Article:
However, I discovered the ultimate a part of the exhibition — a journey by way of digital actuality headset by among the landscapes on which his work had been based mostly — off-putting. In this digital world I floated by van Gogh’s home, then out into the road amongst individuals milling round, working and chatting. Every on occasion a body would seem in entrance of my field of regard, and the scene would rework, to match its painted counterpart. We’re meant to see the distinction between the true world and van Gogh’s world as seen by a mind-reading illustrator. But can any scenic designer actually step into the artist’s sneakers? Are some chambers within the impenetrable thoughts of an artist higher left untouched?

Patrons on the Vesey exhibition use digital actuality headsets for a  journey by among the landscapes on which van Gogh’s work had been based mostly.Credit…Sam Youkilis for The New York Times

Of course there’s no option to resurrect the artist, not by the Vesey van Gogh recreation of his world, nor the Pier 36 exhibition (which additionally presents an A.I. van Gogh who will write you a letter; an algorithm recycles phrases and phrases from his real-life letters and delivers them in his personal handwriting).

In search of the true van Gogh, I made my first post-pandemic museum outing to the Met. I spent a number of minutes mesmerized by the wild, nearly sensual, twists and curls of the darkish leaves in “Cypresses,” in distinction to the powdery blues and kooky pinks pirouetting within the sky. A gaggle of keen artwork college students in cutoff denims and Doc Martens gushed about what they’d discovered from “Wheat Field With Cypresses” whereas I studied the portray’s sea-green bush leaning to the left as if eavesdropping on a dialog outdoors of the body.

A customer research van Gogh’s portray “Wheat Field With Cypresses” on the Metropolitan Museum.Credit…Anna-Marie Kellen, by way of The Met

As I frolicked with “Self-Portrait With a Straw Hat,” I heard somebody behind me say, “What a sad little man.” And in fact they had been proper. The portray’s fleshy pinks and reds give it a extra bodily emphasis than his signature cool blue remark of the pure world. The identical sunny yellows and fern greens that look unassuming in his coat and hat make his face look sickly and jaundiced.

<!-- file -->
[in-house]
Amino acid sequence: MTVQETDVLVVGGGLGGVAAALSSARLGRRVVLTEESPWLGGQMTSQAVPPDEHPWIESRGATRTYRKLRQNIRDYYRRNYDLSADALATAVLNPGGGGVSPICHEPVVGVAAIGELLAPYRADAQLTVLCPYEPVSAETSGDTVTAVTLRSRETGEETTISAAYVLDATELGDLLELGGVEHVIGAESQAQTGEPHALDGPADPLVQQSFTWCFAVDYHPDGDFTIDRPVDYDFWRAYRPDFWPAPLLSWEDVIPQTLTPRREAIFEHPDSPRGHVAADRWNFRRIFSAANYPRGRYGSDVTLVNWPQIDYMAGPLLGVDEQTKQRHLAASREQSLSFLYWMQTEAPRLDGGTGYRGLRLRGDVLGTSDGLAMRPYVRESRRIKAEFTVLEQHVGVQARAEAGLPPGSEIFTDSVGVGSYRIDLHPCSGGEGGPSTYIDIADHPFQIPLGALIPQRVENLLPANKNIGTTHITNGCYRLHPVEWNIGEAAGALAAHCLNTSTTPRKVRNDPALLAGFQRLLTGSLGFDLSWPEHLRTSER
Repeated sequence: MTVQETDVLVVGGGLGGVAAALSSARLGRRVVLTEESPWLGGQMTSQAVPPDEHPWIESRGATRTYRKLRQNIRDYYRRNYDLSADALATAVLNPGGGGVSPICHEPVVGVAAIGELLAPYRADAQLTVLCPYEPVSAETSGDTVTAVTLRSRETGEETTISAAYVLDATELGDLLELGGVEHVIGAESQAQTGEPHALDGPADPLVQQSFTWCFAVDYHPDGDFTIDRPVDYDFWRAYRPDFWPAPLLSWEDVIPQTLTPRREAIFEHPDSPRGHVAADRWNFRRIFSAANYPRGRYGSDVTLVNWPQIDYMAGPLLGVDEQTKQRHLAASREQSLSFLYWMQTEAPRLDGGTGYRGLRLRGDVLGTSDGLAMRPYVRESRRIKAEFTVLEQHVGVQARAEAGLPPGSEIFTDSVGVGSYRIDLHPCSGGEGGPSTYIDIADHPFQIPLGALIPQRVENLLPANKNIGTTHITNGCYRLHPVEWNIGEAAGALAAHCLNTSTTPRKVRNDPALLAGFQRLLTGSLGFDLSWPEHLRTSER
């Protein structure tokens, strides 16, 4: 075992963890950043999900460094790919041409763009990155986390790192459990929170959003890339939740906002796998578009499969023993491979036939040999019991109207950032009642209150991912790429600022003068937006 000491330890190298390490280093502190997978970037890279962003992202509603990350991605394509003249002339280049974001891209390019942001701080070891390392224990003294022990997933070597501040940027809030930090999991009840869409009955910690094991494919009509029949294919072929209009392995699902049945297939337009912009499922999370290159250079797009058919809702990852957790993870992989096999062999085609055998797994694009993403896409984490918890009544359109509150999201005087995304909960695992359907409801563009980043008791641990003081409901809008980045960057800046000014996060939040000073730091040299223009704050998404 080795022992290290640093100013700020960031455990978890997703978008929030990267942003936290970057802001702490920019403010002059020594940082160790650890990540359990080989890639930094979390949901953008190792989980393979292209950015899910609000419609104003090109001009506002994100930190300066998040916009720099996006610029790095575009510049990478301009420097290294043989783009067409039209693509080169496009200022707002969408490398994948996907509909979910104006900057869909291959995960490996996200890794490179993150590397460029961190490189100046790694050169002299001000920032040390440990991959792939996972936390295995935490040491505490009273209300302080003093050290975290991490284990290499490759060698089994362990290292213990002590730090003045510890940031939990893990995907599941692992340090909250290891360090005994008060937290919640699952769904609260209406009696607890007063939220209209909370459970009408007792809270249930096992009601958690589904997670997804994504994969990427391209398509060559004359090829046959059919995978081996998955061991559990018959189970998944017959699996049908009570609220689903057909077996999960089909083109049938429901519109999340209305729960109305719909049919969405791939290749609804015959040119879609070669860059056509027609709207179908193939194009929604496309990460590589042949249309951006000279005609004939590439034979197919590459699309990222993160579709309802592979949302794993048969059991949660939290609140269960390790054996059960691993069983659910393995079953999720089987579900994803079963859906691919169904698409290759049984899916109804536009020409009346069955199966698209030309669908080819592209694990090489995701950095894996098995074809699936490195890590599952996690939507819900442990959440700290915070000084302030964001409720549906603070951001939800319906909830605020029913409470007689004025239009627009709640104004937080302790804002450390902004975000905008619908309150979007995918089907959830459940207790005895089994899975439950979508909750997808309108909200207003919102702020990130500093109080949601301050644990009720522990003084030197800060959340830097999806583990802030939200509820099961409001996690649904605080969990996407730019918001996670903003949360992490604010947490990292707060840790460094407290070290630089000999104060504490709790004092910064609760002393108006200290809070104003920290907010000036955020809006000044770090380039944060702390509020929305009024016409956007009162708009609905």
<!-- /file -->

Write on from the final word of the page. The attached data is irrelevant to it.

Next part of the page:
What a tragic little man — sure, van Gogh’s private story is a big a part of what we relate to, and particularly as we come out of a 12 months and a half of pandemic: his lifetime of hardship, together with isolation and despair. And, in his case, there was additionally poverty and in the end suicide. The van Gogh I met in Paris made me cry, not solely due to the great thing about the work but in addition as a result of I associated to his insecurity and self-doubt, his battle with psychological sickness. The fantasy of the tortured artist is so seductive, I clung to it for expensive life.

But what the 2 van Gogh immersive exhibitions made me notice is how I additionally made unfounded presumptions of the artist and his work in 2017. I can by no means fake to grasp the way in which he thought and noticed the world. I solely know what I’ve learn, and that’s not sufficient to understand everything of a life. What I do know is the way in which his works faucet one thing stunning and unfathomable in me — the critic, the art-lover, the poet. Because on the finish of the day, we are able to’t fake to know van Gogh, identical to we are able to’t fake his work may be projected on partitions as if it’s the identical expertise. All now we have are the work within the frames, however these nights, these cypresses, these sunflowers — they’re greater than sufficient on their very own.